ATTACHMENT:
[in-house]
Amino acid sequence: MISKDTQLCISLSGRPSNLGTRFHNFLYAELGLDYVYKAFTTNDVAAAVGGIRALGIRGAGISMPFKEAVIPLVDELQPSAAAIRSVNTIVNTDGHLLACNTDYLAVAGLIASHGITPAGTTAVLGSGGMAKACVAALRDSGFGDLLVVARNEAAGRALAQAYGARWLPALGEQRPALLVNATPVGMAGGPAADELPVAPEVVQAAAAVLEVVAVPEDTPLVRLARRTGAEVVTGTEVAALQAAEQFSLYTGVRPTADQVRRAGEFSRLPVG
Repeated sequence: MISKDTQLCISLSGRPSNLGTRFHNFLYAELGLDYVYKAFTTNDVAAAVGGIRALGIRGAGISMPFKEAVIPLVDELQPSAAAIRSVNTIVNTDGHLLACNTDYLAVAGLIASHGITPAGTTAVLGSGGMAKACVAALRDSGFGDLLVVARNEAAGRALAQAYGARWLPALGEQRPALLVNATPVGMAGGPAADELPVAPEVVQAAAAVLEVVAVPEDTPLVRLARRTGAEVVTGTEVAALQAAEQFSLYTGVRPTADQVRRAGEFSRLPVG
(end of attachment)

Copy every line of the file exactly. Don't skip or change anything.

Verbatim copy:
[in-house]
Amino acid sequence: MISKDTQLCISLSGRPSNLGTRFHNFLYAELGLDYVYKAFTTNDVAAAVGGIRALGIRGAGISMPFKEAVIPLVDELQPSAAAIRSVNTIVNTDGHLLACNTDYLAVAGLIASHGITPAGTTAVLGSGGMAKACVAALRDSGFGDLLVVARNEAAGRALAQAYGARWLPALGEQRPALLVNATPVGMAGGPAADELPVAPEVVQAAAAVLEVVAVPEDTPLVRLARRTGAEVVTGTEVAALQAAEQFSLYTGVRPTADQVRRAGEFSRLPVG
Repeated sequence: MISKDTQLCISLSGRPSNLGTRFHNFLYAELGLDYVYKAFTTNDVAAAVGGIRALGIRGAGISMPFKEAVIPLVDELQPSAAAIRSVNTIVNTDGHLLACNTDYLAVAGLIASHGITPAGTTAVLGSGGMAKACVAALRDSGFGDLLVVARNEAAGRALAQAYGARWLPALGEQRPALLVNATPVGMAGGPAADELPVAPEVVQAAAAVLEVVAVPEDTPLVRLARRTGAEVVTGTEVAALQAAEQFSLYTGVRPTADQVRRAGEFSRLPVG